Monday, July 2, 2007
A strange song, a great album. The song was written by Gram Parsons and first appeared on the International Submarine Band's LP Safe At Home. The remastered version by the good folks at Sundazed is worth hearing.
Emmylou Harris' album of the same name from 1977 is a pivotal record for me.
In 1993 I decided to learn country music so I could share with my dad and my mom's father. I was 20 and had been playing guitar in earnest for a year or so. But I wanted to learn all that I could from these musicians that were my family.
As luck? would have it, some things happened for my Dad's band. On Father's Day of 1993, Stillwater Savage opened for Ricky Skaggs. I met Ricky and Keith Sewell, then lead guitar. It was a hot day. But unlike the Waylon opening show 9 months prior, I was fully interested in country music. (For the Waylon show, I remember with gleeful shame that I had worn some ridiculous Z. Cavaricci pants and a silk shirt. I know. It may have been a statement about how urban I imagined I was. Fucking dork. Unfortunately I remember doing that, and more unfortunately, there are pictures.)
An instructional video tape had found its way to my Dad because Albert's '53 Tele was of interest to him. I remember him telling me "Boy, you gotta see this crazy English guy. He just goes berzerk on this old Tele." I immediately took it home. Albert Lee's Star Licks from 1983. Very very near this time, a new magazine appeared on the shelf. The first issue of Country Guitar, published by Guitar World. Of course I still own it. I learned every crappy song tabbed out in it. I read and reread and reread about country picking. There is a short article about Albert's style. There is also an article about required listening for country lead guitar style. I was familiar with a couple of the discs and one selection had been sent to me only months prior. Damn CD clubs: the Allman Brothers, Live at the Fillmore. I've since grown fond of that CD, but disagree about it having anything to do with country. I went to the music store and picked up my first Buck Owens CD. I hadn't really heard Buck before, but my Dad did sing Together Again occasionally. I 'special ordered' Luxury Liner at some ridiculous inflated 1993 price. I had to hear this Albert fellow in context. The instructional video had hit me like a train, so I was hoping to start the recovery process. I still haven't.
The album contains a Townes Van Zandt song, already made famous by Waylon an Willie (but then unknown to me) and two Gram Parsons songs. The album features instrumentalists Albert Lee, James Burton and Ricky Skaggs. Rodney Crowell sings on the album as well as getting two songwriting credits.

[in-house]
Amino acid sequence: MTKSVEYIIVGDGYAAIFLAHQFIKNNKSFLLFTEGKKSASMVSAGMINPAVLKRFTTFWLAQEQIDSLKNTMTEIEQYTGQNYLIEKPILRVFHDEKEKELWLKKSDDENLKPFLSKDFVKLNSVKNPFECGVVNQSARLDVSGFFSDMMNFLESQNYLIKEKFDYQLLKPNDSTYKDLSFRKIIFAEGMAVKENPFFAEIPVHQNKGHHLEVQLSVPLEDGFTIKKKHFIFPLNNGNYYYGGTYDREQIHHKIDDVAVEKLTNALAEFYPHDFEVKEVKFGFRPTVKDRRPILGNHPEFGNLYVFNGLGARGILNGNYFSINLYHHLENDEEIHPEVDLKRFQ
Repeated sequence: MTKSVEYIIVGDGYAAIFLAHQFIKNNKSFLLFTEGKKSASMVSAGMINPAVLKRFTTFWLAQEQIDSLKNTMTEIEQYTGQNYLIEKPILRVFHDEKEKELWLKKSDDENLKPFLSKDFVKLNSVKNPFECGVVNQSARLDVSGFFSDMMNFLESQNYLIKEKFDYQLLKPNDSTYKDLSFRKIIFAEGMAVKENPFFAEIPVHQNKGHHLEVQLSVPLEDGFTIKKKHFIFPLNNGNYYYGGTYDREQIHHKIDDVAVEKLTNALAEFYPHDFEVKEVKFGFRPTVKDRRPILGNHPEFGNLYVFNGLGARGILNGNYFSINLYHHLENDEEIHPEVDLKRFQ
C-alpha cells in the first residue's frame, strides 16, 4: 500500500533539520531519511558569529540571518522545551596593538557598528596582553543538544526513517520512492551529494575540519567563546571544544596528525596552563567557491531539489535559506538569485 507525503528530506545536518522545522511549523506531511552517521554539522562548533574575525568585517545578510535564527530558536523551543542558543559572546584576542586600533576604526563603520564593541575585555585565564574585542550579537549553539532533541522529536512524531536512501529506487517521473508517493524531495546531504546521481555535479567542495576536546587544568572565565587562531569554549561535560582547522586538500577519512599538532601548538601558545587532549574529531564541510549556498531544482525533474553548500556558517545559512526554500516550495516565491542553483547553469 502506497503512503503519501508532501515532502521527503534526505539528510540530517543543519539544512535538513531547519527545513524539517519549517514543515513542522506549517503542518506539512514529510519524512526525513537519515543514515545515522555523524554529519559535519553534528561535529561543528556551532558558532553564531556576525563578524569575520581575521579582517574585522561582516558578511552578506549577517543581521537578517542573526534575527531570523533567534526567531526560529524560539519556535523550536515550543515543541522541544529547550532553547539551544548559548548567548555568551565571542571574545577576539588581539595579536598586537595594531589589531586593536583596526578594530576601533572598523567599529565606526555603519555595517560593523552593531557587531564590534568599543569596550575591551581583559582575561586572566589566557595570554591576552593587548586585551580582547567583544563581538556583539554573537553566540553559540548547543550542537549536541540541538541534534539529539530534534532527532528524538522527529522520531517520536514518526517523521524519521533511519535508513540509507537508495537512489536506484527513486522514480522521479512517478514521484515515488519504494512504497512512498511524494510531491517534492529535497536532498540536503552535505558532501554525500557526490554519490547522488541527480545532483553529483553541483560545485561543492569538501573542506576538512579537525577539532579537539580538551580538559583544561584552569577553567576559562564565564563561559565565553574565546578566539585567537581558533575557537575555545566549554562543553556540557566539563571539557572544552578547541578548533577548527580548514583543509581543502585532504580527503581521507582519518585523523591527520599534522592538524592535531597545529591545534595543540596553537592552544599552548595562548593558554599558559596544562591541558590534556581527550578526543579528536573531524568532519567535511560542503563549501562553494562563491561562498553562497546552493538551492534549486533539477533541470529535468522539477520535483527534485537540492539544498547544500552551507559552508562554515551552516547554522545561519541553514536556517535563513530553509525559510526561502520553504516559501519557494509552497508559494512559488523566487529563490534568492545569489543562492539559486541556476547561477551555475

It is a blurry summer because I wasn't up to much. I played a gig with Trent Kinnier at some Elks or Moose or Rotary gathering in Orland. I was just kind of fuckin' around, my first experience doing so as an adult. I moved into a one bedroom apartment on Citrus Avenue and began to decorate it music posters and guitars. I started to watch The Nashville Network, getting cable TV for that purpose. I taped endless horrible videos and shows and one in particular. An appearance of Townes Van Zandt on Ralph Emery's Nashville Now. I also caught Ricky Skaggs on some other similar show. The Ricky tape survives, but not the Townes one. Funny, that.
Do you see why I'm nuts?
So when I got into songwriting five years later in 1998, I had some reference for Townes as well as Rodney. I knew that Gram was going to be a biggie for me. I just wasn't ready. That would wait until about the time of my first shared bill with Dave Gleason in 2005. I had tried, but the GP/Grievous Angel album just didn't speak to me then. And an accidental brush the the Flying Burrito Brothers' self titled but 3rd album had soured their music to me. I got it on vinyl in Palo Alto, excitedly put it on and was like "What the hell is all the fuss? This kind of sucks." It was their stuff with Gram that I finally got around to in 2005. Gilded Palace of Sin just waited until I was ready to come into my life.
So to hear Dave's new album starting off with the unmistakable mark of Albert Lee was about as full circle as anyone could ever hope to come, short of having Albert on my own record. It was a great weekend with Dave and the Wasted Days. I don't know why these guys are such resonant characters in my music career. I will one day learn to let go of these coincidences? and just get to pickin' and writing. Songs, not blogs. (This one did come out in less time it takes to spin Gillian and David's Revival.) These damn spiderwebs. This is actually about Emmy Lou and Luxury Liner. Listen to She where she sings 'HAAAAAAAA lle lu ja'. Breathtaking. Perhaps this album will change your life too.
Posted by Andrew D. Barron at 5:06 PM
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